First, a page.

The green highlighted phrases in Figure 2 indicate that print-based design and dissemination is privileged. The “Evaluation” section declares that a successful text must have “correct formatting and MLA [and] a page length that is 2-3 pages.” Here, students are being explicitly asked to produce a print-based essay following the conventions of MLA style. Though I am not arguing for the removal of documentation requirements or the print-based essay, I do believe these stringent and non-contextualized requirements reduce students’ agency and increase focus on product rather than process. Perhaps if there was more emphasis on avoiding plagiarism rather than emphasizing the need to “correct” formatting and documentation, then students might begin to understand that a writer’s choice of documentation style signifies a connection with a discipline-specific audience.
Whom Am I Addressing?
In the traditional assignment, the word “audience” is mentioned once and is only implicitly referred to later in the “Evaluation” section (see pink annotations in Appendix A). The assignment declares that students must “address an audience” using “ethos, pathos, and logos.” This statement does not allow students to clearly envision a real or easily construct an imagined audience and implies that they should simply write for the instructor. The lack of audience specificity adheres to the prevalent “teacher as audience” conceptualization of audience and does not disrupt the problematic nature associated with asking students to write academically.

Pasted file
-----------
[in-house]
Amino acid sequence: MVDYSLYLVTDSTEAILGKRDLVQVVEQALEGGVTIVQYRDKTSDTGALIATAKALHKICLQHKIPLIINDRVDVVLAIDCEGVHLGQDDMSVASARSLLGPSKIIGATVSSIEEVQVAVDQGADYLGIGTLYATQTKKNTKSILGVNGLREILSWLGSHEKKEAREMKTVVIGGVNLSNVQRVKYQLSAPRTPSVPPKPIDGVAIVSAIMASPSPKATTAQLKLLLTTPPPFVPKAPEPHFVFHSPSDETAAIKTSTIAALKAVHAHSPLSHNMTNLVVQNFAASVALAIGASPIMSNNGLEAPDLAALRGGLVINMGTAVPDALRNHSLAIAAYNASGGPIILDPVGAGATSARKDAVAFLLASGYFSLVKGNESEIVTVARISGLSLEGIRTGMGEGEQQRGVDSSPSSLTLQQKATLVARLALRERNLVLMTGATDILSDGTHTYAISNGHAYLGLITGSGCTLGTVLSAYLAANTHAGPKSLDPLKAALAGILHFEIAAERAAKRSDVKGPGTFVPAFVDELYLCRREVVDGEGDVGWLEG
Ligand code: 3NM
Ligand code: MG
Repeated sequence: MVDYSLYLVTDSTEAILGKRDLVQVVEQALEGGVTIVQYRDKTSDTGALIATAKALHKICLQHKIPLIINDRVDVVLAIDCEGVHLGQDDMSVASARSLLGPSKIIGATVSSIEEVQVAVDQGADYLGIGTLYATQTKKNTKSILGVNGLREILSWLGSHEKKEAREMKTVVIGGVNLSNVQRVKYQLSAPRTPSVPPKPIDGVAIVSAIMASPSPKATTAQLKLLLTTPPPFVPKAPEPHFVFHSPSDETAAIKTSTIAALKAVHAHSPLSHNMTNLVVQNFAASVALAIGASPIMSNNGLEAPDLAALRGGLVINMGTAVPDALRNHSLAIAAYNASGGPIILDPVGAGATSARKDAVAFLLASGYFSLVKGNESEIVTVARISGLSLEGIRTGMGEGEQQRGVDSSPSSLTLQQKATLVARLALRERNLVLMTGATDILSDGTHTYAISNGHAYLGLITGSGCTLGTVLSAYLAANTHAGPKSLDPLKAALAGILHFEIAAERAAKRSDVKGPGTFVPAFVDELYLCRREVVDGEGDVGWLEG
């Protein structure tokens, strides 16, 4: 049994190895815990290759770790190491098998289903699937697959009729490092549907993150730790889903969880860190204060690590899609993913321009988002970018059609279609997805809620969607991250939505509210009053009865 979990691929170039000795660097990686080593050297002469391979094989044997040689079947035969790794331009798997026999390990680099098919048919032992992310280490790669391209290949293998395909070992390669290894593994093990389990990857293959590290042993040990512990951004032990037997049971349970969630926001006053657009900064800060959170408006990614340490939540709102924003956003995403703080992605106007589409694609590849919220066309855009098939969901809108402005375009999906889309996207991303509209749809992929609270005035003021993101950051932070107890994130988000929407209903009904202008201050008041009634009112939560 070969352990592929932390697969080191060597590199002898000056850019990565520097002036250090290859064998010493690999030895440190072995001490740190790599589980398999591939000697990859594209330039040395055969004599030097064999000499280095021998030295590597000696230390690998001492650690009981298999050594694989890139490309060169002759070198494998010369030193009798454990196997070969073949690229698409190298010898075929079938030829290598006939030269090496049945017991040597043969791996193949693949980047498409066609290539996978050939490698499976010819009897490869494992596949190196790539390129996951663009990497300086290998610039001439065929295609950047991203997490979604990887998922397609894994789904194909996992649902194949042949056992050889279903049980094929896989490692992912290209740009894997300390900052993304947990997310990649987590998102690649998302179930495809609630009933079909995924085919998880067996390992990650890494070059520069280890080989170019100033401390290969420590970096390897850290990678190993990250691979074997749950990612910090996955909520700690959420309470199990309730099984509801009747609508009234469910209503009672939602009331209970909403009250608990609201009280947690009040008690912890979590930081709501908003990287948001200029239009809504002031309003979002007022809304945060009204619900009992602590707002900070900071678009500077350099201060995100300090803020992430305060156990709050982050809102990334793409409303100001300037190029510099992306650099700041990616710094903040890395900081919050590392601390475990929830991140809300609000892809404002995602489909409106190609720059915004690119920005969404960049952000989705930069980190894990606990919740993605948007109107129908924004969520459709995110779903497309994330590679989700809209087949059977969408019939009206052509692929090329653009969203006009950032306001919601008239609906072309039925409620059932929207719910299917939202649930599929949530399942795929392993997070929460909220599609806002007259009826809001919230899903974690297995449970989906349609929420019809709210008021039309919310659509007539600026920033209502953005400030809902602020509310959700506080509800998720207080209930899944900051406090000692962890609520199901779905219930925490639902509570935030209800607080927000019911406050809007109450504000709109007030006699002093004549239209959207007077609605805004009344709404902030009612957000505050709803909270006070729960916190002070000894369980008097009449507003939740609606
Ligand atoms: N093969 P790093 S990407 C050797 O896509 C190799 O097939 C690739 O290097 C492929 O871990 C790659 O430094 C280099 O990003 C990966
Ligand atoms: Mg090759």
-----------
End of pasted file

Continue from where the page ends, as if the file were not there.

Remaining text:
The “Evaluation” section also lists the use of “formal, academic language” as a requirement to produce a successful argument. Not only is this assessment criteria reinforcing CTR, but also some students may not have experience with this type of language or know when to use it. Further, if students do not have a concrete audience to address or if they cannot clearly imagine an audience based on their experiences, then asking them to use formal, academic language may prove especially frustrating for them.
Perpetuating the Current-Traditional Rhetoric Paradigm
The last aspect of the assignment sheet, annotated in yellow, is a broader categorization of foregrounding teacher, program, or university expectations rather than the students’ own experiences and languages. Again, the “Evaluation” section states, “a successful argument will include all of the following requirements.” The focus here is on what students “must” include to complete the assignment and achieve a high score. There is little room for negotiation between the instructor and the student and clearly values the product rather than the process. Though there are references to process writing, specific points and due dates are also included taking away from the recursive nature of the writing process and revision.